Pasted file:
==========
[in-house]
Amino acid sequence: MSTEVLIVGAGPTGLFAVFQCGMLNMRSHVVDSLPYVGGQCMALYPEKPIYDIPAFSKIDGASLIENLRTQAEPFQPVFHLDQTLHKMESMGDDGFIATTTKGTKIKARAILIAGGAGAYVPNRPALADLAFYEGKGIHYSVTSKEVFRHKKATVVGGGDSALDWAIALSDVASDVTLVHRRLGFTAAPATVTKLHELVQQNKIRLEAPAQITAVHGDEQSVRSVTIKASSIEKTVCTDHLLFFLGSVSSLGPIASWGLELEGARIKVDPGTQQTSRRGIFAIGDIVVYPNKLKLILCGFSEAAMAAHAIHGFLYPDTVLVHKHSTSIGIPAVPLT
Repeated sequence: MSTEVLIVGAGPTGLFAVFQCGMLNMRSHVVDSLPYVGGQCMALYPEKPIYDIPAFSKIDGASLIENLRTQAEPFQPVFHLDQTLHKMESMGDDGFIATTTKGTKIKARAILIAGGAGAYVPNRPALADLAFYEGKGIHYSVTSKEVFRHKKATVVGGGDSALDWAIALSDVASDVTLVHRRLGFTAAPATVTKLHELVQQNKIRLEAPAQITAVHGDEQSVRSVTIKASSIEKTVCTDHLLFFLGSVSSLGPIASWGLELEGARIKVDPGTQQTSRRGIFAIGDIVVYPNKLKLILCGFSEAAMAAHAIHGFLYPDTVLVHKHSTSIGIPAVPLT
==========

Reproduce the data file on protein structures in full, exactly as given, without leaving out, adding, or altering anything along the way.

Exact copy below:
[in-house]
Amino acid sequence: MSTEVLIVGAGPTGLFAVFQCGMLNMRSHVVDSLPYVGGQCMALYPEKPIYDIPAFSKIDGASLIENLRTQAEPFQPVFHLDQTLHKMESMGDDGFIATTTKGTKIKARAILIAGGAGAYVPNRPALADLAFYEGKGIHYSVTSKEVFRHKKATVVGGGDSALDWAIALSDVASDVTLVHRRLGFTAAPATVTKLHELVQQNKIRLEAPAQITAVHGDEQSVRSVTIKASSIEKTVCTDHLLFFLGSVSSLGPIASWGLELEGARIKVDPGTQQTSRRGIFAIGDIVVYPNKLKLILCGFSEAAMAAHAIHGFLYPDTVLVHKHSTSIGIPAVPLT
Repeated sequence: MSTEVLIVGAGPTGLFAVFQCGMLNMRSHVVDSLPYVGGQCMALYPEKPIYDIPAFSKIDGASLIENLRTQAEPFQPVFHLDQTLHKMESMGDDGFIATTTKGTKIKARAILIAGGAGAYVPNRPALADLAFYEGKGIHYSVTSKEVFRHKKATVVGGGDSALDWAIALSDVASDVTLVHRRLGFTAAPATVTKLHELVQQNKIRLEAPAQITAVHGDEQSVRSVTIKASSIEKTVCTDHLLFFLGSVSSLGPIASWGLELEGARIKVDPGTQQTSRRGIFAIGDIVVYPNKLKLILCGFSEAAMAAHAIHGFLYPDTVLVHKHSTSIGIPAVPLT